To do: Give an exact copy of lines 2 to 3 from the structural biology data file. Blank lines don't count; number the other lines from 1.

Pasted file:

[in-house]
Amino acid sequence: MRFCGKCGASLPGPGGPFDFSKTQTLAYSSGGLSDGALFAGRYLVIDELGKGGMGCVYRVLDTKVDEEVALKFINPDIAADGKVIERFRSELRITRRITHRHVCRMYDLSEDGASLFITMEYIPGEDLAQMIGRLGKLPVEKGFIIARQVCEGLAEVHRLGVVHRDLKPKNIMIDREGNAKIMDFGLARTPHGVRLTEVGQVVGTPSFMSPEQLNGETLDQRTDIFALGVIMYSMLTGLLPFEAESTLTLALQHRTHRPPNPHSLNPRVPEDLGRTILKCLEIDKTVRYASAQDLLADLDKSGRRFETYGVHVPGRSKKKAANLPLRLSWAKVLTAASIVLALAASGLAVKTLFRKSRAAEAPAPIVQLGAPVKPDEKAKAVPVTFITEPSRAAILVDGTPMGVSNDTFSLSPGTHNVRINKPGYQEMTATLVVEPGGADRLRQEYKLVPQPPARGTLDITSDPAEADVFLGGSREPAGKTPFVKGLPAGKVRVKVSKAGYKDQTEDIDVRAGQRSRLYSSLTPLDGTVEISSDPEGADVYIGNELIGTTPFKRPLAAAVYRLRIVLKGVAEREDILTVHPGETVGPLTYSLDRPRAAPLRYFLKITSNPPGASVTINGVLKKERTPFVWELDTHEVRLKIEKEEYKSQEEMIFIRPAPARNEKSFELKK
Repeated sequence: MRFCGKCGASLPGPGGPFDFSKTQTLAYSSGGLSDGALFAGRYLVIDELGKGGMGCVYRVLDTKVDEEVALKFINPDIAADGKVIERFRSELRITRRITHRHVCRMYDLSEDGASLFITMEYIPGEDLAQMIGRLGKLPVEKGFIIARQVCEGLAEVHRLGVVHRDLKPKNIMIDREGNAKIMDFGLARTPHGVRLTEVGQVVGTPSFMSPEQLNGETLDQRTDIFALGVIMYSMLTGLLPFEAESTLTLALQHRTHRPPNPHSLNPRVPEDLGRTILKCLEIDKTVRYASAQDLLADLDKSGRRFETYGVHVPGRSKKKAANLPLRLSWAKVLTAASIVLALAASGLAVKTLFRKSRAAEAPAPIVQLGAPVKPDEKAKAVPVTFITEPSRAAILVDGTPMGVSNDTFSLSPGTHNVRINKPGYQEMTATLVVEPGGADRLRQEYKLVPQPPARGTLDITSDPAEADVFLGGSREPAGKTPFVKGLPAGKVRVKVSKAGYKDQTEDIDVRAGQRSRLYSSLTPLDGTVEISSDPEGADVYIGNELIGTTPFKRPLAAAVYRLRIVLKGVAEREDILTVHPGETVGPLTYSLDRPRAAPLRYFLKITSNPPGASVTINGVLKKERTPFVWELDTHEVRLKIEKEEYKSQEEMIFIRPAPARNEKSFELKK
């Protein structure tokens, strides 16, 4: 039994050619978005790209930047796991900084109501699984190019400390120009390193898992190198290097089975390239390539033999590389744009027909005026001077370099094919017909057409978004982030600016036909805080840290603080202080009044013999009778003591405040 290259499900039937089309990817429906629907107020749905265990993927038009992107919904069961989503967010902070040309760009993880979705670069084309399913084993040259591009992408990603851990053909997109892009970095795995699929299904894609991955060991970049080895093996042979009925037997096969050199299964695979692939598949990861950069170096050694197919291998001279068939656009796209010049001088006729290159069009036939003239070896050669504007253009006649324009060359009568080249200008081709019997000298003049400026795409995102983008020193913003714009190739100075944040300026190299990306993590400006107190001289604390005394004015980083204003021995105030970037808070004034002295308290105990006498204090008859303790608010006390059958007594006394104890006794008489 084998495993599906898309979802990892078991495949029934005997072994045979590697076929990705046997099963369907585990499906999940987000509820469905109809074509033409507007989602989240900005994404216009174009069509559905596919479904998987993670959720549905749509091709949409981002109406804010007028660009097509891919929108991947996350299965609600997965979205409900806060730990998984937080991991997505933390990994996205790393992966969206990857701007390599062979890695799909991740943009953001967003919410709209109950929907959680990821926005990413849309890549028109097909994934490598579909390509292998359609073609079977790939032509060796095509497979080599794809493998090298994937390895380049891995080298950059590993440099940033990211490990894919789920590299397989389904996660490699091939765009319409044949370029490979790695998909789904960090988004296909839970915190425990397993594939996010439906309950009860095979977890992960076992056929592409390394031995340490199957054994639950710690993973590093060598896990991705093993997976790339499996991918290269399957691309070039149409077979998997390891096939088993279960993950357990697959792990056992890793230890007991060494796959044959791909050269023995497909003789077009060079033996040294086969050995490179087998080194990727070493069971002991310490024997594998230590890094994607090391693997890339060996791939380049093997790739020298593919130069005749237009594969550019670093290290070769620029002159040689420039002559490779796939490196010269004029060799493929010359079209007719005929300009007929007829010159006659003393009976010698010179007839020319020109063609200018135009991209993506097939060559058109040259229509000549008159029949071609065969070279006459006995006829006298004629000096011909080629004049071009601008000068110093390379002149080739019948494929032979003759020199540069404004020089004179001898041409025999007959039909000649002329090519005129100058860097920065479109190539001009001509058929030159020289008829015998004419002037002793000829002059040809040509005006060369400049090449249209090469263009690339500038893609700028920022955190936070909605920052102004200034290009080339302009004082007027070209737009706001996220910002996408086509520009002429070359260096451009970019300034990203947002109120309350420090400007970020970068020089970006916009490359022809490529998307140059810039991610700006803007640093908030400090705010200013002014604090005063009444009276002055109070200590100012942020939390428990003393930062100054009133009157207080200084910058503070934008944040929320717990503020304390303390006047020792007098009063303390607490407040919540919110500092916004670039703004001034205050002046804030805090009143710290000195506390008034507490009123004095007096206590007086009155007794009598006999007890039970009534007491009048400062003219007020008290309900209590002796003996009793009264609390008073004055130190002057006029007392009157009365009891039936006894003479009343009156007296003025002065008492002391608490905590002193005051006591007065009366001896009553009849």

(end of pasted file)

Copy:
Amino acid sequence: MRFCGKCGASLPGPGGPFDFSKTQTLAYSSGGLSDGALFAGRYLVIDELGKGGMGCVYRVLDTKVDEEVALKFINPDIAADGKVIERFRSELRITRRITHRHVCRMYDLSEDGASLFITMEYIPGEDLAQMIGRLGKLPVEKGFIIARQVCEGLAEVHRLGVVHRDLKPKNIMIDREGNAKIMDFGLARTPHGVRLTEVGQVVGTPSFMSPEQLNGETLDQRTDIFALGVIMYSMLTGLLPFEAESTLTLALQHRTHRPPNPHSLNPRVPEDLGRTILKCLEIDKTVRYASAQDLLADLDKSGRRFETYGVHVPGRSKKKAANLPLRLSWAKVLTAASIVLALAASGLAVKTLFRKSRAAEAPAPIVQLGAPVKPDEKAKAVPVTFITEPSRAAILVDGTPMGVSNDTFSLSPGTHNVRINKPGYQEMTATLVVEPGGADRLRQEYKLVPQPPARGTLDITSDPAEADVFLGGSREPAGKTPFVKGLPAGKVRVKVSKAGYKDQTEDIDVRAGQRSRLYSSLTPLDGTVEISSDPEGADVYIGNELIGTTPFKRPLAAAVYRLRIVLKGVAEREDILTVHPGETVGPLTYSLDRPRAAPLRYFLKITSNPPGASVTINGVLKKERTPFVWELDTHEVRLKIEKEEYKSQEEMIFIRPAPARNEKSFELKK
Repeated sequence: MRFCGKCGASLPGPGGPFDFSKTQTLAYSSGGLSDGALFAGRYLVIDELGKGGMGCVYRVLDTKVDEEVALKFINPDIAADGKVIERFRSELRITRRITHRHVCRMYDLSEDGASLFITMEYIPGEDLAQMIGRLGKLPVEKGFIIARQVCEGLAEVHRLGVVHRDLKPKNIMIDREGNAKIMDFGLARTPHGVRLTEVGQVVGTPSFMSPEQLNGETLDQRTDIFALGVIMYSMLTGLLPFEAESTLTLALQHRTHRPPNPHSLNPRVPEDLGRTILKCLEIDKTVRYASAQDLLADLDKSGRRFETYGVHVPGRSKKKAANLPLRLSWAKVLTAASIVLALAASGLAVKTLFRKSRAAEAPAPIVQLGAPVKPDEKAKAVPVTFITEPSRAAILVDGTPMGVSNDTFSLSPGTHNVRINKPGYQEMTATLVVEPGGADRLRQEYKLVPQPPARGTLDITSDPAEADVFLGGSREPAGKTPFVKGLPAGKVRVKVSKAGYKDQTEDIDVRAGQRSRLYSSLTPLDGTVEISSDPEGADVYIGNELIGTTPFKRPLAAAVYRLRIVLKGVAEREDILTVHPGETVGPLTYSLDRPRAAPLRYFLKITSNPPGASVTINGVLKKERTPFVWELDTHEVRLKIEKEEYKSQEEMIFIRPAPARNEKSFELKK